SYNOPSIS: Bloody mafias. Al Pacino as an anti-hero. More bloody mafias. It doesn’t really have a story.

CONS: Has a slow, casual pace that may not appeal to many. Polarizing film as the MC gradually spirals down into darkness.

PROS: The catchy dialogues, careful direction, quiet yet intense story. The film is mostly just people tossing dialogues back and forth but Coppola make even that interesting and worth it–no scene is wasted in this movie– each says a lot about the characters, their motivations, their culture but not without tossing a bit of irony like the wedding and baptism sequences. The silent moments are often the most powerful scenes of the movie.

Amazing performances from the actors, though the direction has a big hand into that. Coppola knew how use his people and mix the right tempos, giving us a surprisingly emotional thriller.

https://www.iposters.co.uk/media/catalog/product/cache/1/thumbnail/600x/17f82f742ffe127f42dca9de82fb58b1/0/3/0320SH_3.jpgSHERLOCK: THE ABOMINABLE BRIDE (2015)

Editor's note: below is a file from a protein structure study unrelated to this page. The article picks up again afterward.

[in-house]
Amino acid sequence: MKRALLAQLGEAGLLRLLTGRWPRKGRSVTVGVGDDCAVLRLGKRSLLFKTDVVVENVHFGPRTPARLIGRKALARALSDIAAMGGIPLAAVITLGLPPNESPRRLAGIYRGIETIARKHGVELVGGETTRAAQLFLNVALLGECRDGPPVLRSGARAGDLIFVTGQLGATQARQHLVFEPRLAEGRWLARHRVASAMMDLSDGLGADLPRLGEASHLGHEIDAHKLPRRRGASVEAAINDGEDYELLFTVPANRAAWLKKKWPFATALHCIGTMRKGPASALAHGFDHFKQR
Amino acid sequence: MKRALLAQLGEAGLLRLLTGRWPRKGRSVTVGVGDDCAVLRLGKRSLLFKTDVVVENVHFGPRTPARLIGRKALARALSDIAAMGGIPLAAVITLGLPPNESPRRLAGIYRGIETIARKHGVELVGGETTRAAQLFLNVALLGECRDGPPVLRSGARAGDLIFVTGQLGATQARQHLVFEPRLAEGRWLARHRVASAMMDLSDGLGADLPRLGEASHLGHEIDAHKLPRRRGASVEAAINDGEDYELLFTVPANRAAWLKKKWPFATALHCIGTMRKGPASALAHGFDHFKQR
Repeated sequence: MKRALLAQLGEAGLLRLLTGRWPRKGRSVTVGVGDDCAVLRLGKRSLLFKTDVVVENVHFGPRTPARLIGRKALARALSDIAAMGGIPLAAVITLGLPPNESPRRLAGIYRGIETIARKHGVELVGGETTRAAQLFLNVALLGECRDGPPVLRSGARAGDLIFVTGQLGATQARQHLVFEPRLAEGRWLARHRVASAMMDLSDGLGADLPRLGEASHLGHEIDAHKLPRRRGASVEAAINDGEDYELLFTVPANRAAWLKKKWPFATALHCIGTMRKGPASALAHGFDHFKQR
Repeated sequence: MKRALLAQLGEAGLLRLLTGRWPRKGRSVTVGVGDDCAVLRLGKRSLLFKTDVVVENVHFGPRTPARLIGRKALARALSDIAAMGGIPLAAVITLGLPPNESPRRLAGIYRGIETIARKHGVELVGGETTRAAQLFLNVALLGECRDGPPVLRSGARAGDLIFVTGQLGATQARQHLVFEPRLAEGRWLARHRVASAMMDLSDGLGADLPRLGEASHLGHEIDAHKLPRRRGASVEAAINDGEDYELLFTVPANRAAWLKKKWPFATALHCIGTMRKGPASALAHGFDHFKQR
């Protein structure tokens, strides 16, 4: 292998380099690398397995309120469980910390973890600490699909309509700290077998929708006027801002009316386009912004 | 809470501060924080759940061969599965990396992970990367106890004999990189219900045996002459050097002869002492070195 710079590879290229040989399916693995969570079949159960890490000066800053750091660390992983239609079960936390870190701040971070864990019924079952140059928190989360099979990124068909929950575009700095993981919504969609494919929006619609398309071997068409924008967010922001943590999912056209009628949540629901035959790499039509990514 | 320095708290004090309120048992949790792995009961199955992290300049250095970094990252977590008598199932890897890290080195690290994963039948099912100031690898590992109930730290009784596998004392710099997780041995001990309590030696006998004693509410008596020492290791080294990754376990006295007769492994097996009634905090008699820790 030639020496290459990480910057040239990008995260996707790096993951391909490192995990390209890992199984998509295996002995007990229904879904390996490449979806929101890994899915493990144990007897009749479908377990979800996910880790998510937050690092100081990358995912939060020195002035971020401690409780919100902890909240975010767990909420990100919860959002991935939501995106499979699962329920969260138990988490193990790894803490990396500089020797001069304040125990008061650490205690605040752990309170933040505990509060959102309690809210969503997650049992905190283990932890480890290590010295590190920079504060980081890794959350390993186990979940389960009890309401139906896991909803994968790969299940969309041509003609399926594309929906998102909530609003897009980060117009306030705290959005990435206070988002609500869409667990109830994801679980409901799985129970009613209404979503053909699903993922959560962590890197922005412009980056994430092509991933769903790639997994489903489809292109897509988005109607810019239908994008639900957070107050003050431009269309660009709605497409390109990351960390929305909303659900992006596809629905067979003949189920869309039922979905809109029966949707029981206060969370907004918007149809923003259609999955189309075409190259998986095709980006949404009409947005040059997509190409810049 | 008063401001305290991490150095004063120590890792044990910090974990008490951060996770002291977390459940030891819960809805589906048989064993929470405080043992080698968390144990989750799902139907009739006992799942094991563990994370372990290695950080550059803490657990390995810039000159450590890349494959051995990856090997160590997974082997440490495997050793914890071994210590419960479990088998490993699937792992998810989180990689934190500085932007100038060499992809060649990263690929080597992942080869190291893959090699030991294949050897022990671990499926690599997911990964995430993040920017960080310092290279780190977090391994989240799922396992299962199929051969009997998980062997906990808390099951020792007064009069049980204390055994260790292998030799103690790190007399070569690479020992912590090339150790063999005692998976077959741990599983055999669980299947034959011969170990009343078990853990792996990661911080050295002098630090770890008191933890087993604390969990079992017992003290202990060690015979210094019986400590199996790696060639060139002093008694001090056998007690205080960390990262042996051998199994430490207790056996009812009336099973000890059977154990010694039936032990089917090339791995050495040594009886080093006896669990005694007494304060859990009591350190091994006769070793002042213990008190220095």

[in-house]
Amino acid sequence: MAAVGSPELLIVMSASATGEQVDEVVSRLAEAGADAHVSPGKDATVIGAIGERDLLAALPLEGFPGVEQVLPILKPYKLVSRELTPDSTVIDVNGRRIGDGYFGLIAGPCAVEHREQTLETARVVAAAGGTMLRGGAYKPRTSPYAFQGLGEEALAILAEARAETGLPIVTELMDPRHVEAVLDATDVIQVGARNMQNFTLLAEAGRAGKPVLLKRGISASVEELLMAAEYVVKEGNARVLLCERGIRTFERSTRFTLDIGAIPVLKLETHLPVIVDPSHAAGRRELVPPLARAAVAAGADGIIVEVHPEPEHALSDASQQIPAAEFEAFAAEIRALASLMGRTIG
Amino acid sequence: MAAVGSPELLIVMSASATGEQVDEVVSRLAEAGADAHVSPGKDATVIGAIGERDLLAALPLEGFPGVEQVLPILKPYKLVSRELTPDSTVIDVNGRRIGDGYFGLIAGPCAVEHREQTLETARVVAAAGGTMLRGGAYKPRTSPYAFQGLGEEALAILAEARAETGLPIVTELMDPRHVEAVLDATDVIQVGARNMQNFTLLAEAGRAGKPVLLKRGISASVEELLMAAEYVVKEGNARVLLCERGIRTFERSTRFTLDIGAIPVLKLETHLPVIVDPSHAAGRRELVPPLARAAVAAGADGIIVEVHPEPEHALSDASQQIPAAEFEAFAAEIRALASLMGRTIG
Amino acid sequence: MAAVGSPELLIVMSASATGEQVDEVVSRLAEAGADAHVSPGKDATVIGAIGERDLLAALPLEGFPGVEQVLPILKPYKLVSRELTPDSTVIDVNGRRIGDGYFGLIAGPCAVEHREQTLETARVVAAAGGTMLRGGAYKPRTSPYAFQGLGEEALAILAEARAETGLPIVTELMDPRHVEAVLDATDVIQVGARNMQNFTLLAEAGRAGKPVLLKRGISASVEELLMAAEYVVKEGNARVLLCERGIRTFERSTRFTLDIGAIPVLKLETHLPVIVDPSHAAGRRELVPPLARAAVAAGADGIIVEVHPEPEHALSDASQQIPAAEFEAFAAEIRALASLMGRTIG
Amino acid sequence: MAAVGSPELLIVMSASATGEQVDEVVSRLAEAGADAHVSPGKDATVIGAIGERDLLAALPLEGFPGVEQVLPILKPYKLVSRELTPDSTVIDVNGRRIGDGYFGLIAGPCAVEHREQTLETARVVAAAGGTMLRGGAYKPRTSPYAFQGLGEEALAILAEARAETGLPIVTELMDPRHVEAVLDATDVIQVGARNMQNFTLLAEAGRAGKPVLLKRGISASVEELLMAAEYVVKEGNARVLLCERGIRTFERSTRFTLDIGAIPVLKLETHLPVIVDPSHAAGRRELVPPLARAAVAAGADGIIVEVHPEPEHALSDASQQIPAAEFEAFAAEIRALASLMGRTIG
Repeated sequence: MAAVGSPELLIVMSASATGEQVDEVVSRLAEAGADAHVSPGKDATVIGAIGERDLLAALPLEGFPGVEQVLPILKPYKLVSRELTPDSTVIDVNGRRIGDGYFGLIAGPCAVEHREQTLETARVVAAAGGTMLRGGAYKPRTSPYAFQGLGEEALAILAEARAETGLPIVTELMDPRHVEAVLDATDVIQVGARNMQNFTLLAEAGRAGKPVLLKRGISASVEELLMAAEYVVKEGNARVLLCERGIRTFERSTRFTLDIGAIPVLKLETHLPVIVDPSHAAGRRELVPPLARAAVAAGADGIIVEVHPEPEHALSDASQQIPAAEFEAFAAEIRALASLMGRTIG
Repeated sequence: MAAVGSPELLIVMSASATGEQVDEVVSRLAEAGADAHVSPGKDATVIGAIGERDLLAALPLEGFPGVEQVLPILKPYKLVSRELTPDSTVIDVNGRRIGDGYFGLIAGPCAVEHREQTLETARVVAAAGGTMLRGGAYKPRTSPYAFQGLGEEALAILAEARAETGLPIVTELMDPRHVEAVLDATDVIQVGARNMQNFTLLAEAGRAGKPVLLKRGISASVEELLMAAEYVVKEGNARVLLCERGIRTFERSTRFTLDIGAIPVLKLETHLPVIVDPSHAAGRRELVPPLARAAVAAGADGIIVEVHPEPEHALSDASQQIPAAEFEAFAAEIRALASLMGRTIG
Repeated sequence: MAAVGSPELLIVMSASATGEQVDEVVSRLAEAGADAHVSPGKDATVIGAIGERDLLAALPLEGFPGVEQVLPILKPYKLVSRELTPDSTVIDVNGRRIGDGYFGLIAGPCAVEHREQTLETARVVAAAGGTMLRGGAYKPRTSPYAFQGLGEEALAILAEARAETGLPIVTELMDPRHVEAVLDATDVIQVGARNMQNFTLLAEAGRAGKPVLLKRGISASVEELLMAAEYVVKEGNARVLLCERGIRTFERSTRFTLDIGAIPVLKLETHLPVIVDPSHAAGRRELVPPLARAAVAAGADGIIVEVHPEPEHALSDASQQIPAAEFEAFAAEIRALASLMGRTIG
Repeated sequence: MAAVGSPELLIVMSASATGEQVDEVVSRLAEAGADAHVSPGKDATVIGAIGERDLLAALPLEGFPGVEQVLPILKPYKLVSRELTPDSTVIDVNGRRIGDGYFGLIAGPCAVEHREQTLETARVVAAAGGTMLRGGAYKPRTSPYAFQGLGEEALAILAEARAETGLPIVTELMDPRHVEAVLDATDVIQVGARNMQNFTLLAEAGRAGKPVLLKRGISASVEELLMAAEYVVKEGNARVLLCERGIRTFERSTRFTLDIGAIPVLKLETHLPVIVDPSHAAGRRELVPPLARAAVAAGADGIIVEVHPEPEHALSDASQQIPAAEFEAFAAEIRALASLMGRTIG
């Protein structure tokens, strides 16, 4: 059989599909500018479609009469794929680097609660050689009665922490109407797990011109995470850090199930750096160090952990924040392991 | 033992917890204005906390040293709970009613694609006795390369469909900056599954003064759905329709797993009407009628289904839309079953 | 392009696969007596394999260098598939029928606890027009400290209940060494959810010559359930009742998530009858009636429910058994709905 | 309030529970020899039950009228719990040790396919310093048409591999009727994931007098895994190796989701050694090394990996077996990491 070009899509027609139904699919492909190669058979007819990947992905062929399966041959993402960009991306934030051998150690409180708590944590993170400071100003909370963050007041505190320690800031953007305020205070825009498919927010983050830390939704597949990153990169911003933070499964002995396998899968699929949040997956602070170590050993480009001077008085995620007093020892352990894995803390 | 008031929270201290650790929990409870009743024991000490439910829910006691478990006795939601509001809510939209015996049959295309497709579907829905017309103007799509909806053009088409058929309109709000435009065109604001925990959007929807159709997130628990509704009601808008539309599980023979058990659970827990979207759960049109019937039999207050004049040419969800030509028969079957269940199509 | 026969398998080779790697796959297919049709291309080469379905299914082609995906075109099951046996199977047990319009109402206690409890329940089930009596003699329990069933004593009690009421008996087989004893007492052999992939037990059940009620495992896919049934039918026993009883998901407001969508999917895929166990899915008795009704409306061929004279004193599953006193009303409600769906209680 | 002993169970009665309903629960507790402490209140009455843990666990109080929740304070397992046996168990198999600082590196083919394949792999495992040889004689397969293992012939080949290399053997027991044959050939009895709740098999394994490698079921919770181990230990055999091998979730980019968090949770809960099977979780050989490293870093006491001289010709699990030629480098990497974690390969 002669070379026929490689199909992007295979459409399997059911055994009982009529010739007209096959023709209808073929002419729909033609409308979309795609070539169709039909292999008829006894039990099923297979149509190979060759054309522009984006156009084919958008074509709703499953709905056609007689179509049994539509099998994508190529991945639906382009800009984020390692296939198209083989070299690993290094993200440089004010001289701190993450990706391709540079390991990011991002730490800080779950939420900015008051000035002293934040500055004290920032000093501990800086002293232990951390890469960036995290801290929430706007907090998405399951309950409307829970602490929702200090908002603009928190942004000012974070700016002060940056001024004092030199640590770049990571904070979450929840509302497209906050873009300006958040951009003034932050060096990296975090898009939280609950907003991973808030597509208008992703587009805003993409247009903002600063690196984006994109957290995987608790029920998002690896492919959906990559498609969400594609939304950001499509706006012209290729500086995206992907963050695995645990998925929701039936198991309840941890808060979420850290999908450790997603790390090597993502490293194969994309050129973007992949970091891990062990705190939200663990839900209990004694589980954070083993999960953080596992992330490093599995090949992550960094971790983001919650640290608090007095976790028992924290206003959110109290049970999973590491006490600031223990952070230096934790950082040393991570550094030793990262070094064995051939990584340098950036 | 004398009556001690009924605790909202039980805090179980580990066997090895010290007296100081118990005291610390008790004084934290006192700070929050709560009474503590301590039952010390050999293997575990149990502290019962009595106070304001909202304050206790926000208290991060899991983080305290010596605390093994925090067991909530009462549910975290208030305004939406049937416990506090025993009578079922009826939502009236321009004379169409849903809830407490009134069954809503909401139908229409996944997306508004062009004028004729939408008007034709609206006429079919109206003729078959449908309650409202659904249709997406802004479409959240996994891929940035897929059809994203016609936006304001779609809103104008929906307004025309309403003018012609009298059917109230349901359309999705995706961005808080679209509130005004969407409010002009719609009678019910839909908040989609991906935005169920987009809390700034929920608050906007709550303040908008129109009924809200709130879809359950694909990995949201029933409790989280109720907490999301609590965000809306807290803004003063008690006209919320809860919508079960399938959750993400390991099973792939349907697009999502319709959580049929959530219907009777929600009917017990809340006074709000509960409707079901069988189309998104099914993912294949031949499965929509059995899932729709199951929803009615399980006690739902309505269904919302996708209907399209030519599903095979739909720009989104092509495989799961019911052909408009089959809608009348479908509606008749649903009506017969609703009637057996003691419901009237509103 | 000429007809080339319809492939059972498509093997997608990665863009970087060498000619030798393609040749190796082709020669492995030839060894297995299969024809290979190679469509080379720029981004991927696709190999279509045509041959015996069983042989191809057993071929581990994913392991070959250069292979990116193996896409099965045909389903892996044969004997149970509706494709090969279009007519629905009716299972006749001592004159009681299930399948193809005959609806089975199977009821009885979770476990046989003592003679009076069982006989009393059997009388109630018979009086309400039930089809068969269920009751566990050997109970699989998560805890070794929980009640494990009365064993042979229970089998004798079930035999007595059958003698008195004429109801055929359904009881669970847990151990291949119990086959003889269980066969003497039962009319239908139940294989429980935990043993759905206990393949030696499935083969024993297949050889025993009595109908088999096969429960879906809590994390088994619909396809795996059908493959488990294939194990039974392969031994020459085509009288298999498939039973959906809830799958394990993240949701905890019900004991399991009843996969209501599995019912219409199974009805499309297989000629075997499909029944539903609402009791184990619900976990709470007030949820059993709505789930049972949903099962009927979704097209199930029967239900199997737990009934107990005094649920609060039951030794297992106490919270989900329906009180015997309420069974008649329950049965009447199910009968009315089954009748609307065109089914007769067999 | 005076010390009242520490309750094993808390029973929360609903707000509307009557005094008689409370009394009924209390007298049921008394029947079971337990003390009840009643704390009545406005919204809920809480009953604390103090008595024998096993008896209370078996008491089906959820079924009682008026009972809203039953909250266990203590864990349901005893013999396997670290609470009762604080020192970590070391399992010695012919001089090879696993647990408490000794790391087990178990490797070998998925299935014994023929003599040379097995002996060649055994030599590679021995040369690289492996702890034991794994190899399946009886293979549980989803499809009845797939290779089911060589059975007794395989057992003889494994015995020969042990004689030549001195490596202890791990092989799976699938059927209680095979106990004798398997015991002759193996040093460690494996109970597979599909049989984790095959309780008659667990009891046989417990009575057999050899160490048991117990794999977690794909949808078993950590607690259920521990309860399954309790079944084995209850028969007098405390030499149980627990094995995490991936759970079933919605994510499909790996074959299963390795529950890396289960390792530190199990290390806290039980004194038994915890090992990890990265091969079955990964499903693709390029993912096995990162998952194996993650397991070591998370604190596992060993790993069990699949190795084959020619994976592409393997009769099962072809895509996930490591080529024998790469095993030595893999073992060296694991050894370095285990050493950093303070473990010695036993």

SYNOPSIS: A ghastly bride murders people.

CONS: Plot was needlessly complicated and the feminist message at the end was a bit overboard (shudders). Alienating. Lost the essence of the original books.

PROS:  It was fun! The characters are back, the dialogues are superb, the humor witty and meta, and the cinematography is quirky and visually interesting. Huge character developments for Sherlock, Watson and Mycroft and you’ll simply enjoy watching them banter each other with funny lines. I can’t say you could watch it as a stand-alone movie because of the references thrown here and there but it’s definitely a watch for those who followed the series.